"We want to continue to leverage our investments and drive for growth," National Instruments spokesperson Stacy Schmidt says. "But in the current economy and the challenges in the test and measurement industry, we're choosing not to move forward at this time."

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X Games Austin
11:52 am
Thu June 5, 2014

The X Games Are Here in Austin

X marks the spot at the Circuit of the Americas for the X Games Austin – the Capital City's first.
Laura Rice/KUT

For the next three days, the streets of downtown Austin will be full of flips – Ninja flips, inward flips and varial kickflips – as dozens of professional skateboarders, BMXers and other athletes descend upon Central Texas for the first ever X Games Austin

Housed in the Austin360 Amphitheater with a large “X” marking the spot, the X Games arena features an ESPN Clubhouse and a video gaming venue along with a full schedule of skateboard and BMX competitions. Musicians including Kanye West and The Flaming Lips will also be in town with the athletes, along with a roster of local acts. (KUT's sister station KUTX is a media sponsor of the X Games, and is hosting its own stage of Austin performers at the fest.)

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Health
8:01 pm
Mon June 2, 2014

More Places For Low Income Texas Children to Get Free Meals During Summer

Credit Laura Taylor https://flic.kr/p/4azUpY

More low-income Texas children have access to free and reduced price lunch over the summer than they did in 2012, according to a new report by the Food Research and Action Center (FRAC), based in Washington D.C.

FRAC says Texas added 297 "summer meal sites" across the state in 2013. Those are places at schools or non-profit organizations where children whose families make less than 185 percent of the federal poverty level can get reduced-price meals through the federal Summer Food Service Program or the National School Lunch Program. Children from families earning less than 130 percent of the federal poverty level get free meals.

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Transportation
7:12 pm
Wed May 28, 2014

This Urban Rail Supporter Wants You to Reject Austin's Current Proposal

A rendering of Project Connect's vision for urban rail in Austin.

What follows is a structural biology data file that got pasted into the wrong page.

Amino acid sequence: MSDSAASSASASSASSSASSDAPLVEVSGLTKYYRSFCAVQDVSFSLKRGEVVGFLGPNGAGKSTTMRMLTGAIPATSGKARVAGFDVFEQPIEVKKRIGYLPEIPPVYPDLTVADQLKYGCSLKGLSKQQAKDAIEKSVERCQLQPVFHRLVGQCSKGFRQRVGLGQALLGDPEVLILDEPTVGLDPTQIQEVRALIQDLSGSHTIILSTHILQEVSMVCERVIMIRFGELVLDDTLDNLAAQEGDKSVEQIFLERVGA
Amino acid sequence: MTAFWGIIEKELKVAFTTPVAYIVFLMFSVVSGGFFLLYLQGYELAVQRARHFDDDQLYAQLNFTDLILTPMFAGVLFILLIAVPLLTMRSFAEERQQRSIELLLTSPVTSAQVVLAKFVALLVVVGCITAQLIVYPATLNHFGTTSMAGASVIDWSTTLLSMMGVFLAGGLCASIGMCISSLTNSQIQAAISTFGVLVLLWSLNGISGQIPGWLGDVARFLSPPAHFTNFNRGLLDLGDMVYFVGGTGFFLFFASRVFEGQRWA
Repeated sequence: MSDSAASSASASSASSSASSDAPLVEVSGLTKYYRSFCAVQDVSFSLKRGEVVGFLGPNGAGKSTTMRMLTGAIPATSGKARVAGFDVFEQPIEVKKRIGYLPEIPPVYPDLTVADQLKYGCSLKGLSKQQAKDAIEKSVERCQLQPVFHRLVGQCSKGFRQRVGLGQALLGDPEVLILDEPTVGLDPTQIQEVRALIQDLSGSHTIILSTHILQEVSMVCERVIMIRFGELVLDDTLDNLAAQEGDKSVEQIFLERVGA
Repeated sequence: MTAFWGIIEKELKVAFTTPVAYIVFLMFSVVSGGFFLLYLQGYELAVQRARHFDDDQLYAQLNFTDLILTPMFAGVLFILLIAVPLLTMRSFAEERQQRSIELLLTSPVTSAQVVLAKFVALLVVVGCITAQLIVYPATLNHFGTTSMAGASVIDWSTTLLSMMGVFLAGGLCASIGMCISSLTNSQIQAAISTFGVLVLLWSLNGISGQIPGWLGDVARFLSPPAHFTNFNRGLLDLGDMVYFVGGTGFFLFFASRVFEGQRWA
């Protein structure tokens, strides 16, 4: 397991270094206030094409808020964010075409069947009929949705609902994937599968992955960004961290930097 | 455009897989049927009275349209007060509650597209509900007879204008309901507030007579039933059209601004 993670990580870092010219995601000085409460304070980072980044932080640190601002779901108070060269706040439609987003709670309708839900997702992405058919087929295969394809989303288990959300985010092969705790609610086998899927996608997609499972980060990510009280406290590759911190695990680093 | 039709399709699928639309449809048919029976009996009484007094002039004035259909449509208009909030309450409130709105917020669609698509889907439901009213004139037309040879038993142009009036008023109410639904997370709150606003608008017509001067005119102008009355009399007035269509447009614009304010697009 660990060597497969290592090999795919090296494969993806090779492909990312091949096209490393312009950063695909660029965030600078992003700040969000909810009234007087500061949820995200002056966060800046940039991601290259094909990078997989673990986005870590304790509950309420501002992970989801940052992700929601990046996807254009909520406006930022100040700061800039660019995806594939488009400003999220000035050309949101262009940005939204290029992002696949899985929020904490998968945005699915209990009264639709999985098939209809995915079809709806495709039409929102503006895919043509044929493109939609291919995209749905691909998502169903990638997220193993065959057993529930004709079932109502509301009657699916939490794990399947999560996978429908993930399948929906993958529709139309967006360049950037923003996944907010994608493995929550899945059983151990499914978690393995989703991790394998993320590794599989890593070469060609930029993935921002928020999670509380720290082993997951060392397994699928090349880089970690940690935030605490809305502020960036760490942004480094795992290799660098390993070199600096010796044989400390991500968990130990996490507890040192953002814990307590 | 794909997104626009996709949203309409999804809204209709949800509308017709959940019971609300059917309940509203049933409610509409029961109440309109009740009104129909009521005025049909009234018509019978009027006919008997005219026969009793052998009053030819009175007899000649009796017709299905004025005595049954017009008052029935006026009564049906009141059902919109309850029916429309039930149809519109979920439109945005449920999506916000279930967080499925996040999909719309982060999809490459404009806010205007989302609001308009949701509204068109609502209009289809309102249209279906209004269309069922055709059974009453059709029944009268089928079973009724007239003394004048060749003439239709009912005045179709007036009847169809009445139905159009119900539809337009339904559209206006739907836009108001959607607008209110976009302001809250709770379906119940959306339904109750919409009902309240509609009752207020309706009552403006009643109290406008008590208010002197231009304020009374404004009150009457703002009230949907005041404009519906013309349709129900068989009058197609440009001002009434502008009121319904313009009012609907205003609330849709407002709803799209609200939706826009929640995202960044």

Project Connect

Some die-hard public transit supporters say Austin’s 9.5 mile, $1.38 billion urban rail proposal is misguided, too expensive, and follows a poorly traveled route

"Why would a city our size put in something that is so pricey on a very weak route?" former Capital Metro board vice president Lyndon Henry says. "This is insane."

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Austin
7:43 pm
Tue May 20, 2014

This Downtown Austin Bridge Could Be Named A National Landmark

Ted Lee Eubanks http://www.tedleeeubanksphotography.com

An easy-to-miss bridge on W. Sixth Street could be added to the National Register of Historic Places. The West Sixth Street Bridge sits over Shoal Creek, between West Avenue and Wood Street (near Hut's Hamburgers). It was built by hand in 1887. 

"It doesn't look like much when you go over it, and people use it all the time." says Joanna Wolaver, executive director of the Shoal Creek Conservancy. "But if you take a minute to walk down the dirt path to the Shoal Creek trail, it's just gorgeous." 

Last Saturday, the Texas Historical Commission approved an application to recommend nomination of the bridge to the National Register of Historic Places. The U.S. Parks Service will have the final say and could decide by the fall. 

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Texas
7:24 pm
Mon May 19, 2014

Texas Agriculture Group Wants Tighter Controls on Ammonium Nitrate

An apartment complex near the West Fertilizer Plant was destroyed in an explosion April 2013. State lawmakers are considering ways to increase safety at facilities storing ammonium nitrate.
Credit Filipa Rodrigues for KUT News

A Texas agriculture industry group is calling for more stringent reporting by people who possess the fertilizer ammonium nitrate. The Texas Ag Industries Association (TAIA) wants people with fewer than 10,000 pounds of the chemical to disclose to state officials how much they're storing and where.